Monday, December 6, 2010

What Happens Next

I certainly did not miss the beeping. 

It’s my first night back at work after being in Nicaragua for ten days. Of all the things that stick out to me most upon my return to Ruby Memorial, I think the constant beeping takes the cake.

Something on 7East is always beeping. There is quite a variety of beeps, actually. There’s the empty IV bag beep, the downward occlusion beep, the air-in-line beep, the sequential compression device beep, the fall prevention beep, the call light beep, the bathroom beep….the list goes on and on. Some of the beeps are sharp and urgent. Some are softer, fading into the background soundtrack of the night.  All of them get annoying. All of them have to be addressed. But tonight I’m just amazed that we have so many at all. Despite all of their efforts to keep me focused on my patient assignment, my mind keeps floating away from Ruby Memorial Hospital, and back to the soft sands of Pochomil on the Pacific coast.

I'm sure you can see why. 

Regardless of where my mind is, though, my body is home. And it's back at work. Alas, I've had to turn in my photojournalist hat, pick up my stethoscope again, and return to my duties as a nurse.

There’s this post-Nicaragua sense of appreciation that descends on most of the RMU group by the end of every trip, a sense of fresh perspective. Anyone who has been on the trip before understands it well. For me, stepping back into an American hospital nearly makes my head spin, seeing hand sanitizer and elevators and medical equipment and computers and medication scanners and all of the other modern-day healthcare amenities that we simply expect to find when we walk through the door. Because this is America. And Americans have it all. 

Robin, my charge nurse, apologized tonight for assigning me six patients on my first night back. But I certainly wouldn't dare complain. Not tonight. As I wrote down my assignment, I shared with Robin that Nicaraguan nurses are sometimes responsible for 45 to 50 patients at time on a medical-surgical floor like mine. And they don’t have a computer to tell them what their patient’s orders are or which medications need to be administered. They don’t have those luxuries that I do right at my fingertips. Sometimes I can't even imagine doing my work without a computer. But they do, every day.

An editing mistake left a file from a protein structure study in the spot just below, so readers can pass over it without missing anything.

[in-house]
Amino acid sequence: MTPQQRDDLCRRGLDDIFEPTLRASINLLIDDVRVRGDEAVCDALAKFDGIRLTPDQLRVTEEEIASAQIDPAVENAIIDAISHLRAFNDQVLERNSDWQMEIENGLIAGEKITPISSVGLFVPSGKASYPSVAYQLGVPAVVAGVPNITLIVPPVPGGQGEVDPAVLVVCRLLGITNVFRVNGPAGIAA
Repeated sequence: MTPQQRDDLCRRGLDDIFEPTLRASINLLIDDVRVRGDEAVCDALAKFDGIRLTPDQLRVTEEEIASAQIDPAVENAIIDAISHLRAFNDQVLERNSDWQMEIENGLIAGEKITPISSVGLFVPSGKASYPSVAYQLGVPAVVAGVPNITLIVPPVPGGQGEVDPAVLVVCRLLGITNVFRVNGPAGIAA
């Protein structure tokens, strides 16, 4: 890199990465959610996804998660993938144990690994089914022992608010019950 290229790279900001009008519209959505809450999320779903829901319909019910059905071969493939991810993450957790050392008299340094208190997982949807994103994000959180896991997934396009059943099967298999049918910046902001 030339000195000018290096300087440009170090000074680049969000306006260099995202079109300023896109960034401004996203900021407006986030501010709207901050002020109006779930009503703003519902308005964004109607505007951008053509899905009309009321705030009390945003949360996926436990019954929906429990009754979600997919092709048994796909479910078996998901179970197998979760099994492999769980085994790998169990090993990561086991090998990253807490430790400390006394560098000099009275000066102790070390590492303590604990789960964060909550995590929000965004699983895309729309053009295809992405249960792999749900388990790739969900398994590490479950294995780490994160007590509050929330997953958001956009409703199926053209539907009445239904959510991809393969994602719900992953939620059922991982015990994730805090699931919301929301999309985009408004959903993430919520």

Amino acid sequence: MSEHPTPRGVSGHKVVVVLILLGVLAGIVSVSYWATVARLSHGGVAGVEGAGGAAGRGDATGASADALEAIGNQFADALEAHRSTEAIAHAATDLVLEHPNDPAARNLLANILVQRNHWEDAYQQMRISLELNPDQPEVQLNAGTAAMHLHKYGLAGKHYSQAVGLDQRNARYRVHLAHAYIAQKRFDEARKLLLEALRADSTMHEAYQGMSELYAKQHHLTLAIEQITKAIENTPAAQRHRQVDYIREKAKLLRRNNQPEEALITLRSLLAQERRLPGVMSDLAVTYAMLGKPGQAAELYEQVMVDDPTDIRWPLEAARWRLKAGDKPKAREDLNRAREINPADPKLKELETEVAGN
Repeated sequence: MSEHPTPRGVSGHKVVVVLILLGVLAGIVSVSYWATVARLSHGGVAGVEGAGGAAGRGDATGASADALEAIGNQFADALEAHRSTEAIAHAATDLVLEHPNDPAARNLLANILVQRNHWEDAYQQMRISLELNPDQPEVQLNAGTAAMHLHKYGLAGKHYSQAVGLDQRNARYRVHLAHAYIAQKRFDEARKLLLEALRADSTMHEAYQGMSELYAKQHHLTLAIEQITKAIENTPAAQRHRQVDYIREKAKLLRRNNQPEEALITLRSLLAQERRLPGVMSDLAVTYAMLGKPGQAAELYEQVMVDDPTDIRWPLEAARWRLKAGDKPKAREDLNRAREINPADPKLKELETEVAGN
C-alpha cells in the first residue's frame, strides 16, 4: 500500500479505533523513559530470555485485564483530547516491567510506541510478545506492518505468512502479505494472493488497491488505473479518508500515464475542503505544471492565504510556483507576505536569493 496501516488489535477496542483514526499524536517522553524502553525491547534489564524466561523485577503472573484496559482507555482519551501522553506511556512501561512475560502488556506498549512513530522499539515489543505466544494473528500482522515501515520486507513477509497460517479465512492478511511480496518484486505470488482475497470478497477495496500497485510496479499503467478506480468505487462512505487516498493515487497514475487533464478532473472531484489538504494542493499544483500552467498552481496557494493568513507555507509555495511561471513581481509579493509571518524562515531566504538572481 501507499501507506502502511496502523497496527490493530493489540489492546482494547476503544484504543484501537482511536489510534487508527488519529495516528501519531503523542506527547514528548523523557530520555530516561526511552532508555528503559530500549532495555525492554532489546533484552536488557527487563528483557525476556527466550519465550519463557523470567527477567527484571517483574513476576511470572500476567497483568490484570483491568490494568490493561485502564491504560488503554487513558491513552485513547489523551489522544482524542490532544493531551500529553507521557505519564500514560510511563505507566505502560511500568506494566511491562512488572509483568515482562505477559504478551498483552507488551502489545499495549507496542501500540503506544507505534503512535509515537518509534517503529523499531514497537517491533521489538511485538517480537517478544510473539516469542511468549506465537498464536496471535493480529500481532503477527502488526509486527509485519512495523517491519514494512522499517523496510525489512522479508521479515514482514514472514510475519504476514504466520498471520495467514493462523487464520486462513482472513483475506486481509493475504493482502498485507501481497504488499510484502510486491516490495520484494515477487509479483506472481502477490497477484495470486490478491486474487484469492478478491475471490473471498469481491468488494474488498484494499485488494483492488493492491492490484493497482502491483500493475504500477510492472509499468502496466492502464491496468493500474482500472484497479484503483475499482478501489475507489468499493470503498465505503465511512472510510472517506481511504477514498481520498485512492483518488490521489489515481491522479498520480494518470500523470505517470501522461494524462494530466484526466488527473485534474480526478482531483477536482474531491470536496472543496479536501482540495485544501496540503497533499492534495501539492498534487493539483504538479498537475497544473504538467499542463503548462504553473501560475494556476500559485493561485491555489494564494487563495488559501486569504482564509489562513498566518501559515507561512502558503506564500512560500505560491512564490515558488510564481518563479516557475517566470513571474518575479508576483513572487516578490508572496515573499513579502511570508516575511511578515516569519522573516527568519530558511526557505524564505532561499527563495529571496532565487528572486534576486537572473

Around this time of the night, between three and four in the morning, I start to catch up on my charting. My thoughts usually start to catch up with me too. I think about the undergraduates who were on this trip, most of whom I had never met before last Thursday. Often times I wonder, does it really change these college kids’ lives? Or is it just one of those once-in-a-lifetime opportunities that eventually get tucked away in a box of fine memories? In a broader sense, with our ChangeALife campaign winding down in the next couple weeks, I wonder what real impact that we’ve had on the Pittsburgh community. After all the billboards get taken down and the commercials go off the air, will all of that hard work just be another phase of Robert Morris’ development as a local university? Or will it really have some sort of lasting impact?

I don't know.

I remember a conversation I had with Larkin Werner back on the beach at Montelumar Resort after we wrapped on the commercial in July. Being one of the top advertising gurus in Pittsburgh, I asked Larkin how he would define success for a campaign like this one. He responded in a way I expected. The results would take time, he said. But they would eventually be looking for success through increased admission numbers, in student surveys and community involvement. Larkin’s father, Ray, was our art director for the commercial, and he was the visionary behind the whole idea. I remember Ray telling me about a conversation with RMU’s president, Greg Dell’Omo. “I asked him what he wanted most out of a campaign of this size,” Ray told me on the flight home. “And he said, ‘This university has yet to make a real connection with the surrounding community. I want RMU to finally connect with people. The essence has to be about changing lives.’” 

Well, for President Dell’Omo and all the fine folks who work for the University, I hope we accomplished that. I hope we do see more student involvement in community service. I hope we do attract high school students who want to be a part of the ChangeALife team. I hope the campaign does all it was supposed to do. But for me, the success of this campaign will be defined a bit differently.